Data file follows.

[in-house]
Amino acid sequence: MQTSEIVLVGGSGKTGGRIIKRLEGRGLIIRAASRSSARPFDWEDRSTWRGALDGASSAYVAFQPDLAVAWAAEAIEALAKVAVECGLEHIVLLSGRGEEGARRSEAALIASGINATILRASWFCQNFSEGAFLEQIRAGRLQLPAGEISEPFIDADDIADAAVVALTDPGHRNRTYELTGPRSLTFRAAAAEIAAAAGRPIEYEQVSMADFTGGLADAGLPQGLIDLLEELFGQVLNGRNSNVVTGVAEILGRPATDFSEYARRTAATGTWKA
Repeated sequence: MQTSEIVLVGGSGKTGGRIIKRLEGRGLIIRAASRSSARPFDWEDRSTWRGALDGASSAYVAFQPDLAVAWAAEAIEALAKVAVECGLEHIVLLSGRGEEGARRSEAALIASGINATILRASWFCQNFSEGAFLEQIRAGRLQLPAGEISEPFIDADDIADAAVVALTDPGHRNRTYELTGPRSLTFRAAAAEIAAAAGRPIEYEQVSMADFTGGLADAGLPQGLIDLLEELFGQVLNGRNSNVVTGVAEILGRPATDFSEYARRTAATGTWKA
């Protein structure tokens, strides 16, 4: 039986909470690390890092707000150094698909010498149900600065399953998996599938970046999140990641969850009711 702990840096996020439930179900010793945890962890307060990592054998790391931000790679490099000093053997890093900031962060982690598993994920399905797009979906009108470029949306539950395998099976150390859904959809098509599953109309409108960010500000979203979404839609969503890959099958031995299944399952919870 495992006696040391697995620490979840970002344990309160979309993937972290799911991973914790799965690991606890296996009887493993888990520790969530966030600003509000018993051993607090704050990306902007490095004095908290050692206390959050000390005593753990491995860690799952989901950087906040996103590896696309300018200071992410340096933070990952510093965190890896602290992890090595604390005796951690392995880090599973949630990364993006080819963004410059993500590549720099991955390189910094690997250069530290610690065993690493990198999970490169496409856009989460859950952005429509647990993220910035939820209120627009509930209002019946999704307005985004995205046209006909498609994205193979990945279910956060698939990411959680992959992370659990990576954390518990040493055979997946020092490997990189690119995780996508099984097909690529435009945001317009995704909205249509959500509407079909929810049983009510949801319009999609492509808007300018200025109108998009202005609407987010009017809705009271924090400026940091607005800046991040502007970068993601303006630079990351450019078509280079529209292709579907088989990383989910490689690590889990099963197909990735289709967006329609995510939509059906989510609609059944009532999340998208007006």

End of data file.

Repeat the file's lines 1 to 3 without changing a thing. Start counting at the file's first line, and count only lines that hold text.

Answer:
[in-house]
Amino acid sequence: MQTSEIVLVGGSGKTGGRIIKRLEGRGLIIRAASRSSARPFDWEDRSTWRGALDGASSAYVAFQPDLAVAWAAEAIEALAKVAVECGLEHIVLLSGRGEEGARRSEAALIASGINATILRASWFCQNFSEGAFLEQIRAGRLQLPAGEISEPFIDADDIADAAVVALTDPGHRNRTYELTGPRSLTFRAAAAEIAAAAGRPIEYEQVSMADFTGGLADAGLPQGLIDLLEELFGQVLNGRNSNVVTGVAEILGRPATDFSEYARRTAATGTWKA
Repeated sequence: MQTSEIVLVGGSGKTGGRIIKRLEGRGLIIRAASRSSARPFDWEDRSTWRGALDGASSAYVAFQPDLAVAWAAEAIEALAKVAVECGLEHIVLLSGRGEEGARRSEAALIASGINATILRASWFCQNFSEGAFLEQIRAGRLQLPAGEISEPFIDADDIADAAVVALTDPGHRNRTYELTGPRSLTFRAAAAEIAAAAGRPIEYEQVSMADFTGGLADAGLPQGLIDLLEELFGQVLNGRNSNVVTGVAEILGRPATDFSEYARRTAATGTWKA